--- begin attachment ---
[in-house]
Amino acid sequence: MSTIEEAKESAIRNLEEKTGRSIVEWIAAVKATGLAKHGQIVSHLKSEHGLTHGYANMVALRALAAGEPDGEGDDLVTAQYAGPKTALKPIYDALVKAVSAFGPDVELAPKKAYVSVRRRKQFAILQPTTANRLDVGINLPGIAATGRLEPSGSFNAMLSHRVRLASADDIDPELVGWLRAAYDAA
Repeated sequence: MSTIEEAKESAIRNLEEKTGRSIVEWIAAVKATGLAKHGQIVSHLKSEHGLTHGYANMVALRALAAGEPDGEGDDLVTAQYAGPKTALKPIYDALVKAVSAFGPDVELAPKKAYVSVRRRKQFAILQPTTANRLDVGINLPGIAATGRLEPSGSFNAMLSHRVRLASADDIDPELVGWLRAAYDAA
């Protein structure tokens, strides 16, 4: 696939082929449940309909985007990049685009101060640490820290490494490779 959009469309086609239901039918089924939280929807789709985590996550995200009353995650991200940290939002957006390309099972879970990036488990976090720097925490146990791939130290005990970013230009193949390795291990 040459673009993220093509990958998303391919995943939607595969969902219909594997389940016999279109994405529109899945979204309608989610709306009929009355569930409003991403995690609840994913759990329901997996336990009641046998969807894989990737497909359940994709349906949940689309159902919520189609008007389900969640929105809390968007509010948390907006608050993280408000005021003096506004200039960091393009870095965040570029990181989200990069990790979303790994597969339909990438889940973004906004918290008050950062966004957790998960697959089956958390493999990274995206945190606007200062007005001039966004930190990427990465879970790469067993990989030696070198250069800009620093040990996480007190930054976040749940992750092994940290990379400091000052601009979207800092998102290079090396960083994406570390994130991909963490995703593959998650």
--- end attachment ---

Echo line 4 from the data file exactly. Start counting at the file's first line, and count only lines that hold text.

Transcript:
């Protein structure tokens, strides 16, 4: 696939082929449940309909985007990049685009101060640490820290490494490779 959009469309086609239901039918089924939280929807789709985590996550995200009353995650991200940290939002957006390309099972879970990036488990976090720097925490146990791939130290005990970013230009193949390795291990 040459673009993220093509990958998303391919995943939607595969969902219909594997389940016999279109994405529109899945979204309608989610709306009929009355569930409003991403995690609840994913759990329901997996336990009641046998969807894989990737497909359940994709349906949940689309159902919520189609008007389900969640929105809390968007509010948390907006608050993280408000005021003096506004200039960091393009870095965040570029990181989200990069990790979303790994597969339909990438889940973004906004918290008050950062966004957790998960697959089956958390493999990274995206945190606007200062007005001039966004930190990427990465879970790469067993990989030696070198250069800009620093040990996480007190930054976040749940992750092994940290990379400091000052601009979207800092998102290079090396960083994406570390994130991909963490995703593959998650």